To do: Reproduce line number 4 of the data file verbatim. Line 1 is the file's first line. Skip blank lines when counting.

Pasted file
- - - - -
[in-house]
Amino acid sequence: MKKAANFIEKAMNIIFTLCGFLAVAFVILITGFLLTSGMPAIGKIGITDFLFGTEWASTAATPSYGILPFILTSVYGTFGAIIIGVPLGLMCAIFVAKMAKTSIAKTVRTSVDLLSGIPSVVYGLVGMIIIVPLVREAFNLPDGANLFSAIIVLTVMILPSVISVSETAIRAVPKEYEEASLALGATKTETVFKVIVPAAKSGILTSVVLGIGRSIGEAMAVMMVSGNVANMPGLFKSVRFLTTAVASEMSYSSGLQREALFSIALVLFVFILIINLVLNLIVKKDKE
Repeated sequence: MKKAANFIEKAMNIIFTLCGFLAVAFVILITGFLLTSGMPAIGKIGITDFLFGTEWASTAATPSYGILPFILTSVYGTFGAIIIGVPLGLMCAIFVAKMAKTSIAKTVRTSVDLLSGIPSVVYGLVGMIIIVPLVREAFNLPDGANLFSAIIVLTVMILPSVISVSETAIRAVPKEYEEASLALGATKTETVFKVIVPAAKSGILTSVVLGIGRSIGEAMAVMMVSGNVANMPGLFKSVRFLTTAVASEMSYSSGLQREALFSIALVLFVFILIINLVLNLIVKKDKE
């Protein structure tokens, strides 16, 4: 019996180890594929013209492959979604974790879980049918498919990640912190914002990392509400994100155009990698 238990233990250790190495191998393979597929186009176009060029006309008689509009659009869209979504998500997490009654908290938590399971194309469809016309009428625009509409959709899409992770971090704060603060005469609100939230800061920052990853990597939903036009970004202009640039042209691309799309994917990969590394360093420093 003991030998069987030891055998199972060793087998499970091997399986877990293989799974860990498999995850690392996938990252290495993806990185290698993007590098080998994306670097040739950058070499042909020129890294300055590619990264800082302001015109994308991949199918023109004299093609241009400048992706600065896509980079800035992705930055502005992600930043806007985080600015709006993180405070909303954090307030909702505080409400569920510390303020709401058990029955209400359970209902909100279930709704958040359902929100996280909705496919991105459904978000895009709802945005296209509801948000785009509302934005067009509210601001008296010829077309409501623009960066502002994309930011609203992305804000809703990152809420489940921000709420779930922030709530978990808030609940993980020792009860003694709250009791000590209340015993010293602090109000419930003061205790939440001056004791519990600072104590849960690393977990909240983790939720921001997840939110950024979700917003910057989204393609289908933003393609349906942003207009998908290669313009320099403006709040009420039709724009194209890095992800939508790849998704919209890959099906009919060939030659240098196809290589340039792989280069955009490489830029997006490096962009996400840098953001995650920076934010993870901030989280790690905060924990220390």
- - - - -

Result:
């Protein structure tokens, strides 16, 4: 019996180890594929013209492959979604974790879980049918498919990640912190914002990392509400994100155009990698 238990233990250790190495191998393979597929186009176009060029006309008689509009659009869209979504998500997490009654908290938590399971194309469809016309009428625009509409959709899409992770971090704060603060005469609100939230800061920052990853990597939903036009970004202009640039042209691309799309994917990969590394360093420093 003991030998069987030891055998199972060793087998499970091997399986877990293989799974860990498999995850690392996938990252290495993806990185290698993007590098080998994306670097040739950058070499042909020129890294300055590619990264800082302001015109994308991949199918023109004299093609241009400048992706600065896509980079800035992705930055502005992600930043806007985080600015709006993180405070909303954090307030909702505080409400569920510390303020709401058990029955209400359970209902909100279930709704958040359902929100996280909705496919991105459904978000895009709802945005296209509801948000785009509302934005067009509210601001008296010829077309409501623009960066502002994309930011609203992305804000809703990152809420489940921000709420779930922030709530978990808030609940993980020792009860003694709250009791000590209340015993010293602090109000419930003061205790939440001056004791519990600072104590849960690393977990909240983790939720921001997840939110950024979700917003910057989204393609289908933003393609349906942003207009998908290669313009320099403006709040009420039709724009194209890095992800939508790849998704919209890959099906009919060939030659240098196809290589340039792989280069955009490489830029997006490096962009996400840098953001995650920076934010993870901030989280790690905060924990220390």